Subject: Re: Defragmenting a NetBSD drive
To: Robert Elz <kre@munnari.OZ.AU>
From: Todd Whitesel <email@example.com>
Date: 09/16/1999 03:47:21
> That makes it trivial for creat() (namei when acting for creat()) to
> keep track of the last occupied directory slot, and then trim the directory
> if there are spare blocks at the end. On the other hand, unlink()
> (namei() acting for unlink()) would have to go on and scan the rest of the
> directory, where to perform its function it doesn't have to do that.
> So, directory trimming is done by creat(), rather than by unlink().
Hmm, this would mean that 'rm *' in a directory is O(N^2) in the number of
directory entries, because the later unlink()s have to scan through lots of
empty directory entries before they get to the next undeleted file.
Could the ffs code be made to cope with directories that get truncated from
the _front_ even if that means they're technically sparse files? Then unlink()
could trim blocks at the front of directories when they empty out, thus
skipping to the meat of the directory much faster.
> It could, but it isn't quite as easy as it seems - the kernel part
> isn't too difficult, but the effects on applications which are scanning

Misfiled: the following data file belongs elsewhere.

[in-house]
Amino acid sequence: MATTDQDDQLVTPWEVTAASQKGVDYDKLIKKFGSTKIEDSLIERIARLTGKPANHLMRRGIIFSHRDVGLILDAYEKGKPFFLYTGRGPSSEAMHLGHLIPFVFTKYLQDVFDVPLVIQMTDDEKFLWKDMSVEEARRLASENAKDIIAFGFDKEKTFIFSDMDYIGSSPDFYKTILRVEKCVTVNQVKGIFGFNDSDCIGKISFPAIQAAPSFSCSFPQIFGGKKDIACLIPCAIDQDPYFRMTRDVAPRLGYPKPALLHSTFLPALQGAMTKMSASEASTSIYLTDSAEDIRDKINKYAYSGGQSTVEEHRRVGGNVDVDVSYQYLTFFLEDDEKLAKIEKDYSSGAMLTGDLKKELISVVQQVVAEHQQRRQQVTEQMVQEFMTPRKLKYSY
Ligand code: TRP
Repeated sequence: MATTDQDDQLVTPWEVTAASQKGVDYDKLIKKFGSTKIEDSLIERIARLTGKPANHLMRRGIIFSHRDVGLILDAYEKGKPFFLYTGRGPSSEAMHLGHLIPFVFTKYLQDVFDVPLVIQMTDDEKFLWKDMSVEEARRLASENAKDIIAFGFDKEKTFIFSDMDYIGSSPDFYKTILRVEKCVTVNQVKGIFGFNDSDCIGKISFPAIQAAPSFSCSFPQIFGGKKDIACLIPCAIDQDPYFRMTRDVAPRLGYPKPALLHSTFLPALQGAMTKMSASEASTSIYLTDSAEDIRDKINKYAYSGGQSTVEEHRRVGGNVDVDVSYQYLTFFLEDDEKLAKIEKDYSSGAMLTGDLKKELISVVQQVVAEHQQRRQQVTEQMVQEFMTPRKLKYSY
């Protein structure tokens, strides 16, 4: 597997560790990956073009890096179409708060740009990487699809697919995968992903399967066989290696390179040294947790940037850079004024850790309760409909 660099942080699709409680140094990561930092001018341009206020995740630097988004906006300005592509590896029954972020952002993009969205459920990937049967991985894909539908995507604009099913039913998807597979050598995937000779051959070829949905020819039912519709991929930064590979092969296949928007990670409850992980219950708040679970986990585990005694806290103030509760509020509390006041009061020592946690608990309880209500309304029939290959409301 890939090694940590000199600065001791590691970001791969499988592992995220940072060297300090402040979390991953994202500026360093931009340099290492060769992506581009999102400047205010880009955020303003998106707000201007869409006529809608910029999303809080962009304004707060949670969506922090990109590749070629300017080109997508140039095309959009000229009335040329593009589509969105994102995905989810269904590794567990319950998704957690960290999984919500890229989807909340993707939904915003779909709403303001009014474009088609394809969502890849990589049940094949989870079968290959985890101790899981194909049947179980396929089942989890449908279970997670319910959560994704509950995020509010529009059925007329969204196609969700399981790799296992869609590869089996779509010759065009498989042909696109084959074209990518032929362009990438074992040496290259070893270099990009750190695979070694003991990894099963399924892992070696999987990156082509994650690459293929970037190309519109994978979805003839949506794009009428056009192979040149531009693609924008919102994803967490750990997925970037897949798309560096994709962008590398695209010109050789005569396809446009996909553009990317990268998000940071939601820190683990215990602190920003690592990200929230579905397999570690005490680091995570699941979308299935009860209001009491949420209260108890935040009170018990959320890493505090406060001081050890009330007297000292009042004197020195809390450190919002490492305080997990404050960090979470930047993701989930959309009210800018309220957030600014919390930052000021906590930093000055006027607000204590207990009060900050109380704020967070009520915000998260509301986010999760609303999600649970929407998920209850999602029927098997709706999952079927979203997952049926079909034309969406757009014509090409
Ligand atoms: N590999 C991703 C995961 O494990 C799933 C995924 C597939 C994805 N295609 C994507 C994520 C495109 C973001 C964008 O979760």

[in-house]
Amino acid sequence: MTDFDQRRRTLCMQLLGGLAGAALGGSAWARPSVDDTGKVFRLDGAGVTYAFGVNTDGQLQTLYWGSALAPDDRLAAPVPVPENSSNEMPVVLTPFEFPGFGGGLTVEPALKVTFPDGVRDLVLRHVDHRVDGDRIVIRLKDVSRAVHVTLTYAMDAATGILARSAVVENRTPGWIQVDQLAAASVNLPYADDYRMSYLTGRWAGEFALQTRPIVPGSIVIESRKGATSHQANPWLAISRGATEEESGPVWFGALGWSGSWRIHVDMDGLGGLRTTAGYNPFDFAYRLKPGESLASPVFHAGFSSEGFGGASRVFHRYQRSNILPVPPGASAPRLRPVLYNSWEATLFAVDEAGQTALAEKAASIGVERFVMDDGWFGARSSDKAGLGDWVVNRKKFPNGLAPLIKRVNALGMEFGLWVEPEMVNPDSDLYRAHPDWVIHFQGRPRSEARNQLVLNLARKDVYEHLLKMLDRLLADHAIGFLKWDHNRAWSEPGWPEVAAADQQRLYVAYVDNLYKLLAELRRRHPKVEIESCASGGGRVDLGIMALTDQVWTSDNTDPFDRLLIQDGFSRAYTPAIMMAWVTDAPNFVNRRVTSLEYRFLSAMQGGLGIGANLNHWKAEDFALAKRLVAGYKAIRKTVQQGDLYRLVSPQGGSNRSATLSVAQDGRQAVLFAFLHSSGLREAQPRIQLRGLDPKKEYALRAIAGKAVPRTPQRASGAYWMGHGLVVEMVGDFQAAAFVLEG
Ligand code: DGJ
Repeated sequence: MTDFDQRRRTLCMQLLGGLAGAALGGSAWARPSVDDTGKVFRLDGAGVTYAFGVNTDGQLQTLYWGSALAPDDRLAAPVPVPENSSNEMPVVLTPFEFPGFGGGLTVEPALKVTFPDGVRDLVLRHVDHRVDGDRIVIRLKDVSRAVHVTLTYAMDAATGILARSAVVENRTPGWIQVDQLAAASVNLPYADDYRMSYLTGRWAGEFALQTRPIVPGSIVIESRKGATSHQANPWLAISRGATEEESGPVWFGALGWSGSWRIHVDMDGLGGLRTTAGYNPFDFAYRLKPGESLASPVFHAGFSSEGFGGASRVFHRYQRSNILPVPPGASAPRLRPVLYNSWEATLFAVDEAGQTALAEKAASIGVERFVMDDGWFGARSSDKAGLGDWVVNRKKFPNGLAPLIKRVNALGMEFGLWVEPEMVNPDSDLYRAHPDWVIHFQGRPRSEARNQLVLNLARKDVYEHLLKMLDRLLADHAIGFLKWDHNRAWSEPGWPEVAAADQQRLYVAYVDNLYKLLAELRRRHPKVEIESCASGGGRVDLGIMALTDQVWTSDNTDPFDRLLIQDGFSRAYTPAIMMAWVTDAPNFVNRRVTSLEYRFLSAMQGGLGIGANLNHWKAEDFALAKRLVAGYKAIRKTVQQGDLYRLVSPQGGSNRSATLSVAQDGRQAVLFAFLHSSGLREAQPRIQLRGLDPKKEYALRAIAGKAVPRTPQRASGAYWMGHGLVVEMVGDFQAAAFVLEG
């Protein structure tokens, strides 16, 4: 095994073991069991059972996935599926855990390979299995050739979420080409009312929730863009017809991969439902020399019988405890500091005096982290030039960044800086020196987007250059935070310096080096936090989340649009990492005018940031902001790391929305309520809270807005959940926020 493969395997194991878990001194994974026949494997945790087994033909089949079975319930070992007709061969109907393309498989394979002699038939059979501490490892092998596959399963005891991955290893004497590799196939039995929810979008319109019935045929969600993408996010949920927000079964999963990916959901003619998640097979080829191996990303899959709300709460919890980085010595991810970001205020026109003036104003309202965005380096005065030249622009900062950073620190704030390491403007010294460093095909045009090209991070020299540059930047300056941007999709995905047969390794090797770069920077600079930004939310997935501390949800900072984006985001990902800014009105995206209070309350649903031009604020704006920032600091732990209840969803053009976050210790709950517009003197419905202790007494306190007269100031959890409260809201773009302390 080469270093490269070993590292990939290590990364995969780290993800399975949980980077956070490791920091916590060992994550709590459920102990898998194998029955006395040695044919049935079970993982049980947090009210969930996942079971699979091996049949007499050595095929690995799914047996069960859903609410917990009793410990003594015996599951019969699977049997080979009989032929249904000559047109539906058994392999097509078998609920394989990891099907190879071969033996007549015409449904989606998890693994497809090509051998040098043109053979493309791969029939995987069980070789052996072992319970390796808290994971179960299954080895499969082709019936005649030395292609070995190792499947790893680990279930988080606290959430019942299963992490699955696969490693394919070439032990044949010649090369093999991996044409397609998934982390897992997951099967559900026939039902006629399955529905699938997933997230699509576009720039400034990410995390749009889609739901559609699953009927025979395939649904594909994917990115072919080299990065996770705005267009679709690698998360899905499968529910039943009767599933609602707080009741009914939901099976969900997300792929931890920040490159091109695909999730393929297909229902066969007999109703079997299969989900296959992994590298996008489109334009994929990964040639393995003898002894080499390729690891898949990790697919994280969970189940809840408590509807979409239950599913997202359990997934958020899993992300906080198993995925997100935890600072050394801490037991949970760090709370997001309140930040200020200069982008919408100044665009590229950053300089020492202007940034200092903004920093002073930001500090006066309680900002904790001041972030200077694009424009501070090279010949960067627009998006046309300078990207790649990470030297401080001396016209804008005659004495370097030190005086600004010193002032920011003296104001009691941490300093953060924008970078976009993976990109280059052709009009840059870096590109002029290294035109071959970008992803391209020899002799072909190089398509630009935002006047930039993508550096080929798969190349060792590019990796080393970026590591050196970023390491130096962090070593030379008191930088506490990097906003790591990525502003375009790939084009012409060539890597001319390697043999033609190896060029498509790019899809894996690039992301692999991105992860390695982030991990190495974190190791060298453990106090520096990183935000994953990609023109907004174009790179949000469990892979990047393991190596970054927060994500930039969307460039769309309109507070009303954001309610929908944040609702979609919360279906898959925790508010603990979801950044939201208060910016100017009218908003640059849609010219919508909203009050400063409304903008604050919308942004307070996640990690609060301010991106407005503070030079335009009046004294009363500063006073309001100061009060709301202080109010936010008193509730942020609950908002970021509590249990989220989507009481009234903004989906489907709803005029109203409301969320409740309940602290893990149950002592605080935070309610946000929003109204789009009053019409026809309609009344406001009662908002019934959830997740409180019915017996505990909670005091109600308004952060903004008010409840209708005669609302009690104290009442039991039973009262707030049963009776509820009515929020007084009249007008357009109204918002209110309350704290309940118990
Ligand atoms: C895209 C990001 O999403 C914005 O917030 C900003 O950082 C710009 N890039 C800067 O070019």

> the directory at the time need careful thought - and that tends to
> end up suggesting that it is best to just leave the directories alone.
Seems to me that an atomic operation could be provided that does some amount
of O(1) garbage collection (like finding the first empty slot in a directory,
and moving the first non-empty slot into it) and returns a boolean to let
you know if you should call again or move on. Then a background defragmenter
could be built like so:
find / -type d |
while read dir
while defrag $dir
> If some human decides to shuffle things around, that's OK, they can
> then understand why some files might not have been properly found when
> something else was scanning the directory - but having the kernel just
> arbitrarily doing that because it feels like it might be useful probably
> isn't such a wonderful idea.
While I agree that the kernel deciding to do it is infinitely worse, I
don't really agree that it's OK because a human decided to do it. As a
programmer I would much rather have some guarantees about not seeing the
same file twice. I seem to recall having problems with 'ps' not giving
real snapshots of the process table either.
Observed "glitches" can be a real problem when you have huge automated
systems trawling through the system doing things -- you get heisenbugs
which are really frustrating. Also, naive user utilities are much easier
to write when you can be certain that you're getting a coherent snapshot
of something at one point in time. In some cases this is really just an
illusion of security, but it still bugs me. I'd love to find clean ways
to improve the situation.
toddpw @ best.com